Help selecting a "first" model?

Discussion in 'Ship & Watercraft Models' started by Grindar, Oct 16, 2008.

  1. Grindar

    Grindar Member

    Hey guys! Kinda new to this area of the forum, spend most of my time over in cartoon/anime and science fiction.

    I would like to get started in WWII ship modeling, and am having difficult in selecting a kit to start with. It doesn't help that all of the models I've done to this point have been freebies on the net. The details don't scare me that much, I've done some of Flarebaffled's WH40k models...that guy can model!

    I guess I'm looking for something in the cruiser range, as a battleship is definitely much too large for me to start on, and I've yet to see a destroyer model I really liked, though if you guys suggest a good one I will definitely consider it. If Digital Navy finishes up that Fletcher class I'll probably snap it right up. Nationality is not greatly important, though I've never really cared for the lines of the Japanese ships of the era.

    Clear diagrams are a must, for something this complex. Directions in English a big plus, of course, though if the diagrams are clear enough I can look past that. The other big thing I ask is that it fit together pretty well...I don't want to have to fabricate a lot of pieces myself, though the oddball piece is ok. I'd much rather have a full hull than a waterline model, but once again, I'm open to suggestion.

    The models I'm looking at currently are Modelik's USS Oakland, HMS Chiddingfold or HMS Badsworth[GPM#255], the HMS Glowworm (GPM#229), or this guy

    These are just the ones that have caught my eye so far, of course.

    Any advice on quality of these kits, especially pertaining to the above criteria, would be great, as would general suggestions about brand.

    On a secondary note, where do you guys get the 1, 1.5, and 2 mm card you guys laminate to? In rural mississippi, my options appear to be fairly limited, so what do you guys use? I've actually considered using the cardboard from cereal boxes...

    Thanks for any help!
  2. smyfe

    smyfe Member

    If the ships you listed are the type of model you are after,I would try one from here
    They are digital models that allow resizing if required, are superb to build and if you mess anything up you can easily reprint any page you like:thumb:
    For a first model I would try one of the destroyers, HMS Repulse comes out to nearly 4 feet long:p
    P.s. they are also a brilliant price:thumb:
  3. Grindar

    Grindar Member

    I really like their USS Selfridge, and the Glowworm.

    However, the reason why I'd really rather not go with a digital model, is printing it. I don't have access to a decent color printer at the time, and I'm leary of picking up a cheap inkjet, especially with the way inkjets waste ink. I'll peek at what wal-mart's carrying now, all the same...Any recommendations on that front?

    What paper/card do they recommend for their models, btw? I need to find a "local" supplier of 67 lb. or so cardstock, all I've got is 110.

    I'll probably just buy one without a color printer and just go to town with my Laserjet 5SI...

    PS. LOL, I guess I named more destroyers than cruisers anyway :p
  4. redhorse

    redhorse Member

    Well, all of mine are Japanese so kind of rules those out. I agree with you on the Fletcher - I need that one as soon as it's finished! I buy cardboard at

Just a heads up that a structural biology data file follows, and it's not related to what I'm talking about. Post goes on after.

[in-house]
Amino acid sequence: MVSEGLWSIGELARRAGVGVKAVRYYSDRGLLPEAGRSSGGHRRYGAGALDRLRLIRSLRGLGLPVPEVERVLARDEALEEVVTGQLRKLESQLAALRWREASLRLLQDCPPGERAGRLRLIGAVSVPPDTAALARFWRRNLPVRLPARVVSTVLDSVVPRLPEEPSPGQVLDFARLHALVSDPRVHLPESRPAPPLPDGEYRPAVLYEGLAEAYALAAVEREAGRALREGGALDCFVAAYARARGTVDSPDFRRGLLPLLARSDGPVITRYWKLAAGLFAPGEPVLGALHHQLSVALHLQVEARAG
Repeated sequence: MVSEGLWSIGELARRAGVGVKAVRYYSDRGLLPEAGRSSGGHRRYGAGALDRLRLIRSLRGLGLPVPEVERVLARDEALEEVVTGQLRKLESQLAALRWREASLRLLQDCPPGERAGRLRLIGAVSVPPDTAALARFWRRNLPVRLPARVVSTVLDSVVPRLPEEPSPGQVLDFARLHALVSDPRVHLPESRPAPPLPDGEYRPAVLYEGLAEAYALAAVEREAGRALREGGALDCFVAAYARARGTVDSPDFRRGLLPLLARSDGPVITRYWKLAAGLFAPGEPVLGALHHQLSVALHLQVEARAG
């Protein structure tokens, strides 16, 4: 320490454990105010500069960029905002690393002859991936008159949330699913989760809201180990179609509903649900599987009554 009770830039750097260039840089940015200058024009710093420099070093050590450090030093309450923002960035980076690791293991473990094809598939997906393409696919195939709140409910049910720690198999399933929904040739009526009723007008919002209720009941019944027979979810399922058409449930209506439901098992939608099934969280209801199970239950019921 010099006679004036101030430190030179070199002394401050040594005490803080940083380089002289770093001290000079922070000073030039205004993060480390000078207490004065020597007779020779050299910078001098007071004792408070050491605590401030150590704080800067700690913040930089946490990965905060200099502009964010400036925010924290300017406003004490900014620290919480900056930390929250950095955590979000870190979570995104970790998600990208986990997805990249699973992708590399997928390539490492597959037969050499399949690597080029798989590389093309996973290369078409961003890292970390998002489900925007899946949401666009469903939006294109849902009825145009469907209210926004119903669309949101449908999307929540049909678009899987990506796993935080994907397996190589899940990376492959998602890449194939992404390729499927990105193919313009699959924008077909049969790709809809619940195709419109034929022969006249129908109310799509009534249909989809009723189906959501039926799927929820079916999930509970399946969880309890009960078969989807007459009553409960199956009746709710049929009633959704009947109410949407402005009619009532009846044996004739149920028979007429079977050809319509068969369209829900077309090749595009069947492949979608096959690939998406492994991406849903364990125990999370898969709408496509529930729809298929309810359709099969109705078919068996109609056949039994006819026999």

5. jkrenzer

    jkrenzer Member

    I built the USS Porter recently, shown on this site. An excellent model. I started with Mady Modelarz's destroyers and will never regret doing so, the card is stffer and thicker than the newer models. The ships actually look pretty good and they are easy enough to hone your skills. Cruisers are too large for first kits simply because you will not be happy with your results, so start small and work up, trust me it is the best way to go.

    As far as Japanese destroyers, forget it, they were world class ships, fast and tough but they also were not square, they hae the best sea hulls and were heavily raked. They have too many unique shapes that even the best airplane builders would agree would be difficult to model.

    Personally I built the Digital Navy's DE, then V109, then 2 Matty's then finally the USS Portland.
  6. David H

    David H Member

    Good old V108. You cannot go wrong! I upped the scale and found her a bit of a challenge and a great way to learn!


  7. eibwarrior

    eibwarrior Member

    Roman's Fletcher will be worth the wait. Great looking ship with good details.
  8. Grindar

    Grindar Member

    Has anyone done either the GPM Glowworm or the Selfridge that I linked to? Those are the two I've narrowed it down to, as far as pre-printed models go. I figure I can always just xerox those to practice before assembling, and it should still be cheaper than a new printer. But I haven't had time to go to the store to scope out what's available.
  9. Grindar

    Grindar Member

    OK, I've worked out color printer access, at least to a decent one...I assume Gremir's software doesn't have trouble with a network shared printer? What about a PDF printer for editing sizes and whatnot?

    How much can one expect to blow it up sticking to a sheet of 8.5 x 11? I don't mind photoshopping individual pieces onto a sheet of cardstock, I'm just leery of joints in the middle of decks and whatnot.
  10. Grindar

    Grindar Member

    On the printer question, looks like the registration code contains a list of your installed printers, and they allow whichever ones that look like hardware printers, my pdf and poster printers don't work in it.

    I ordered the selfridge, by the way, from Gremir, pretty sure it's the same as the one I linked, as that's Gremir's publisher, apparently.

    'Bout halfway through constructing the frame.

    What advice can you guys give me for the hull plating, and making it look right?

Share This Page